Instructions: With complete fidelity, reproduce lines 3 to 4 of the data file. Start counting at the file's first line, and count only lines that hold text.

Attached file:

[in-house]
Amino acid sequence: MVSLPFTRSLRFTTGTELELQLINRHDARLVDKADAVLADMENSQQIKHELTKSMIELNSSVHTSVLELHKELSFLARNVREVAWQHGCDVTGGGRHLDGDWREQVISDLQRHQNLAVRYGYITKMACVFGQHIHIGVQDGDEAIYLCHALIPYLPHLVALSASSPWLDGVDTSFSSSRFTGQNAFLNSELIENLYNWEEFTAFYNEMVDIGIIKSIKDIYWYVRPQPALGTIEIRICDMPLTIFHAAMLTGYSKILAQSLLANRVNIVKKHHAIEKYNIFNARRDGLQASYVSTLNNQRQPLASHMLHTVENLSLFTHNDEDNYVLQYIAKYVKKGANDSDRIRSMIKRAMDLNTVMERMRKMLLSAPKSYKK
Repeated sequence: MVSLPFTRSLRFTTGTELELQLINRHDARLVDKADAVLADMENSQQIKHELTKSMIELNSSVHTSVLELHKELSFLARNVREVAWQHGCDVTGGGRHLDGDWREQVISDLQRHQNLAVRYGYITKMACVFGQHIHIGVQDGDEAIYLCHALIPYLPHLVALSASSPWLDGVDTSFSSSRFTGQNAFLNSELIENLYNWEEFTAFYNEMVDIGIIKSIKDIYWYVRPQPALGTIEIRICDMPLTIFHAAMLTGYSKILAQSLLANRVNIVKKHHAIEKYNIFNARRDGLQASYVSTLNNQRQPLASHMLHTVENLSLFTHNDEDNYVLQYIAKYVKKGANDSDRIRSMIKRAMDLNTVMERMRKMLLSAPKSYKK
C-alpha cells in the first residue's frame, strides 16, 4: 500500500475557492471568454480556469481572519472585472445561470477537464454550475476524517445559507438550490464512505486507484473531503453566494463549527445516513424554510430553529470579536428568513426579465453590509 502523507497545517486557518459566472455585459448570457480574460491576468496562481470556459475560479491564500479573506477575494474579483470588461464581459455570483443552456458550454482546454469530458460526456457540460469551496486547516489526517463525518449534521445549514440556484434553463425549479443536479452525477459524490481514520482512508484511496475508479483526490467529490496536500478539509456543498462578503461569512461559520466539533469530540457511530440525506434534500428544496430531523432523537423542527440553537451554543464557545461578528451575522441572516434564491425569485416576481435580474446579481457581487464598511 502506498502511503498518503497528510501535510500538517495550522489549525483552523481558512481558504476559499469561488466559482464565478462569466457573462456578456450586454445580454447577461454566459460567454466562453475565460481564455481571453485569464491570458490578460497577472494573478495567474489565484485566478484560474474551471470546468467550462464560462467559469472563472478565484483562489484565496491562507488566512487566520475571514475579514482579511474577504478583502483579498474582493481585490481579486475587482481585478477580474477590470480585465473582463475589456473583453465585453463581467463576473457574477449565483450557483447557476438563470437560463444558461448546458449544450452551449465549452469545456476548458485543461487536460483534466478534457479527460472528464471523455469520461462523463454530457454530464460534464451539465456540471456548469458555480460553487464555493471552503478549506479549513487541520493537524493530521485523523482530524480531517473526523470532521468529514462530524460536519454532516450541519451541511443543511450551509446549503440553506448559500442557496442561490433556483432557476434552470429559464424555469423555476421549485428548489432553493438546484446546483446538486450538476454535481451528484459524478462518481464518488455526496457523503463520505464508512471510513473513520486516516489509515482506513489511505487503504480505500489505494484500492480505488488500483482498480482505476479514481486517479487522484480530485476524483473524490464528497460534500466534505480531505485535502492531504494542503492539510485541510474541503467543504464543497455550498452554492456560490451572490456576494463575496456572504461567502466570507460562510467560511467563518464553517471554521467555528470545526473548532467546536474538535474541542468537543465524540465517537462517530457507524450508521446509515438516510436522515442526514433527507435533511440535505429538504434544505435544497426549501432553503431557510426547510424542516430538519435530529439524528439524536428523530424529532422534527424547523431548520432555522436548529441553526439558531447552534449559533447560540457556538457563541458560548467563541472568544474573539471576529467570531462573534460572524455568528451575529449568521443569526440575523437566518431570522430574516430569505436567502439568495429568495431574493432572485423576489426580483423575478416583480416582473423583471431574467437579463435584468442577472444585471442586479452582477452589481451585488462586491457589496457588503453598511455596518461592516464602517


Repeated sequence: MVSLPFTRSLRFTTGTELELQLINRHDARLVDKADAVLADMENSQQIKHELTKSMIELNSSVHTSVLELHKELSFLARNVREVAWQHGCDVTGGGRHLDGDWREQVISDLQRHQNLAVRYGYITKMACVFGQHIHIGVQDGDEAIYLCHALIPYLPHLVALSASSPWLDGVDTSFSSSRFTGQNAFLNSELIENLYNWEEFTAFYNEMVDIGIIKSIKDIYWYVRPQPALGTIEIRICDMPLTIFHAAMLTGYSKILAQSLLANRVNIVKKHHAIEKYNIFNARRDGLQASYVSTLNNQRQPLASHMLHTVENLSLFTHNDEDNYVLQYIAKYVKKGANDSDRIRSMIKRAMDLNTVMERMRKMLLSAPKSYKK
C-alpha cells in the first residue's frame, strides 16, 4: 500500500475557492471568454480556469481572519472585472445561470477537464454550475476524517445559507438550490464512505486507484473531503453566494463549527445516513424554510430553529470579536428568513426579465453590509 502523507497545517486557518459566472455585459448570457480574460491576468496562481470556459475560479491564500479573506477575494474579483470588461464581459455570483443552456458550454482546454469530458460526456457540460469551496486547516489526517463525518449534521445549514440556484434553463425549479443536479452525477459524490481514520482512508484511496475508479483526490467529490496536500478539509456543498462578503461569512461559520466539533469530540457511530440525506434534500428544496430531523432523537423542527440553537451554543464557545461578528451575522441572516434564491425569485416576481435580474446579481457581487464598511 502506498502511503498518503497528510501535510500538517495550522489549525483552523481558512481558504476559499469561488466559482464565478462569466457573462456578456450586454445580454447577461454566459460567454466562453475565460481564455481571453485569464491570458490578460497577472494573478495567474489565484485566478484560474474551471470546468467550462464560462467559469472563472478565484483562489484565496491562507488566512487566520475571514475579514482579511474577504478583502483579498474582493481585490481579486475587482481585478477580474477590470480585465473582463475589456473583453465585453463581467463576473457574477449565483450557483447557476438563470437560463444558461448546458449544450452551449465549452469545456476548458485543461487536460483534466478534457479527460472528464471523455469520461462523463454530457454530464460534464451539465456540471456548469458555480460553487464555493471552503478549506479549513487541520493537524493530521485523523482530524480531517473526523470532521468529514462530524460536519454532516450541519451541511443543511450551509446549503440553506448559500442557496442561490433556483432557476434552470429559464424555469423555476421549485428548489432553493438546484446546483446538486450538476454535481451528484459524478462518481464518488455526496457523503463520505464508512471510513473513520486516516489509515482506513489511505487503504480505500489505494484500492480505488488500483482498480482505476479514481486517479487522484480530485476524483473524490464528497460534500466534505480531505485535502492531504494542503492539510485541510474541503467543504464543497455550498452554492456560490451572490456576494463575496456572504461567502466570507460562510467560511467563518464553517471554521467555528470545526473548532467546536474538535474541542468537543465524540465517537462517530457507524450508521446509515438516510436522515442526514433527507435533511440535505429538504434544505435544497426549501432553503431557510426547510424542516430538519435530529439524528439524536428523530424529532422534527424547523431548520432555522436548529441553526439558531447552534449559533447560540457556538457563541458560548467563541472568544474573539471576529467570531462573534460572524455568528451575529449568521443569526440575523437566518431570522430574516430569505436567502439568495429568495431574493432572485423576489426580483423575478416583480416582473423583471431574467437579463435584468442577472444585471442586479452582477452589481451585488462586491457589496457588503453598511455596518461592516464602517